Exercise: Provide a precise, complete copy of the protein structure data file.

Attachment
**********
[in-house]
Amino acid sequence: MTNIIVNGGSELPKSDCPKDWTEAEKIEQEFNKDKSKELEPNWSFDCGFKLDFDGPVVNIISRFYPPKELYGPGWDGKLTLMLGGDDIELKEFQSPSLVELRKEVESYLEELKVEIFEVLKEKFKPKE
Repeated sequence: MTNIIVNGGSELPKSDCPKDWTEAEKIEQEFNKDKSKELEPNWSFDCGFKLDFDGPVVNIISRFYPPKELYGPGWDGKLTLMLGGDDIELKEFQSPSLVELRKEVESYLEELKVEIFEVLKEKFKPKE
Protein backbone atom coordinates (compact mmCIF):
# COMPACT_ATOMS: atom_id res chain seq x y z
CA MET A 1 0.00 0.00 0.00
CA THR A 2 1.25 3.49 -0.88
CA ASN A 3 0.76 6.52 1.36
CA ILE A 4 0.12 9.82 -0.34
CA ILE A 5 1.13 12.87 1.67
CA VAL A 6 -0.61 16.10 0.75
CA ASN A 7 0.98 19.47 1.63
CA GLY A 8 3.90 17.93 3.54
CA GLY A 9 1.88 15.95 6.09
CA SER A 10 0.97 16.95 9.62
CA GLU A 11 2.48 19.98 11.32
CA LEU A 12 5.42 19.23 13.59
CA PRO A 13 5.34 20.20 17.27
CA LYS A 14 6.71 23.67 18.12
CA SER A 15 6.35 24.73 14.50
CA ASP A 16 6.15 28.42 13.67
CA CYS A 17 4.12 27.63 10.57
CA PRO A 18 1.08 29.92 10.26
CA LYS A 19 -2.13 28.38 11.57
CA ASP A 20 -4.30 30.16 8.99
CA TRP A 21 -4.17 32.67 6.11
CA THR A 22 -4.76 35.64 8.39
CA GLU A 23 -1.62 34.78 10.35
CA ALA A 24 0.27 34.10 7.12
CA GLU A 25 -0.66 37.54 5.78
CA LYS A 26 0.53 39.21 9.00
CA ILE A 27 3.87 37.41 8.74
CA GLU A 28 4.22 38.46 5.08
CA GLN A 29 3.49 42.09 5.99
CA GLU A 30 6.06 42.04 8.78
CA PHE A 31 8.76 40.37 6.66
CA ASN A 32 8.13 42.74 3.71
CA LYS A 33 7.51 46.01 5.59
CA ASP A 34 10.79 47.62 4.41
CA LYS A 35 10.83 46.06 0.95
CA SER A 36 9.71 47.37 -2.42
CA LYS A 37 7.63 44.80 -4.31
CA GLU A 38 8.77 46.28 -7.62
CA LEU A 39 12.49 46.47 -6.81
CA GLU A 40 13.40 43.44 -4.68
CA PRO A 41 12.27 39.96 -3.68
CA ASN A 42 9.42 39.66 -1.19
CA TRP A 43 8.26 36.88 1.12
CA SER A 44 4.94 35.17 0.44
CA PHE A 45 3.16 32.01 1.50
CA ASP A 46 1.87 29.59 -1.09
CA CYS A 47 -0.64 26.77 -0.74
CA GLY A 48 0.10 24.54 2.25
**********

[in-house]
Amino acid sequence: MTNIIVNGGSELPKSDCPKDWTEAEKIEQEFNKDKSKELEPNWSFDCGFKLDFDGPVVNIISRFYPPKELYGPGWDGKLTLMLGGDDIELKEFQSPSLVELRKEVESYLEELKVEIFEVLKEKFKPKE
Repeated sequence: MTNIIVNGGSELPKSDCPKDWTEAEKIEQEFNKDKSKELEPNWSFDCGFKLDFDGPVVNIISRFYPPKELYGPGWDGKLTLMLGGDDIELKEFQSPSLVELRKEVESYLEELKVEIFEVLKEKFKPKE
Protein backbone atom coordinates (compact mmCIF):
# COMPACT_ATOMS: atom_id res chain seq x y z
CA MET A 1 0.00 0.00 0.00
CA THR A 2 1.25 3.49 -0.88
CA ASN A 3 0.76 6.52 1.36
CA ILE A 4 0.12 9.82 -0.34
CA ILE A 5 1.13 12.87 1.67
CA VAL A 6 -0.61 16.10 0.75
CA ASN A 7 0.98 19.47 1.63
CA GLY A 8 3.90 17.93 3.54
CA GLY A 9 1.88 15.95 6.09
CA SER A 10 0.97 16.95 9.62
CA GLU A 11 2.48 19.98 11.32
CA LEU A 12 5.42 19.23 13.59
CA PRO A 13 5.34 20.20 17.27
CA LYS A 14 6.71 23.67 18.12
CA SER A 15 6.35 24.73 14.50
CA ASP A 16 6.15 28.42 13.67
CA CYS A 17 4.12 27.63 10.57
CA PRO A 18 1.08 29.92 10.26
CA LYS A 19 -2.13 28.38 11.57
CA ASP A 20 -4.30 30.16 8.99
CA TRP A 21 -4.17 32.67 6.11
CA THR A 22 -4.76 35.64 8.39
CA GLU A 23 -1.62 34.78 10.35
CA ALA A 24 0.27 34.10 7.12
CA GLU A 25 -0.66 37.54 5.78
CA LYS A 26 0.53 39.21 9.00
CA ILE A 27 3.87 37.41 8.74
CA GLU A 28 4.22 38.46 5.08
CA GLN A 29 3.49 42.09 5.99
CA GLU A 30 6.06 42.04 8.78
CA PHE A 31 8.76 40.37 6.66
CA ASN A 32 8.13 42.74 3.71
CA LYS A 33 7.51 46.01 5.59
CA ASP A 34 10.79 47.62 4.41
CA LYS A 35 10.83 46.06 0.95
CA SER A 36 9.71 47.37 -2.42
CA LYS A 37 7.63 44.80 -4.31
CA GLU A 38 8.77 46.28 -7.62
CA LEU A 39 12.49 46.47 -6.81
CA GLU A 40 13.40 43.44 -4.68
CA PRO A 41 12.27 39.96 -3.68
CA ASN A 42 9.42 39.66 -1.19
CA TRP A 43 8.26 36.88 1.12
CA SER A 44 4.94 35.17 0.44
CA PHE A 45 3.16 32.01 1.50
CA ASP A 46 1.87 29.59 -1.09
CA CYS A 47 -0.64 26.77 -0.74
CA GLY A 48 0.10 24.54 2.25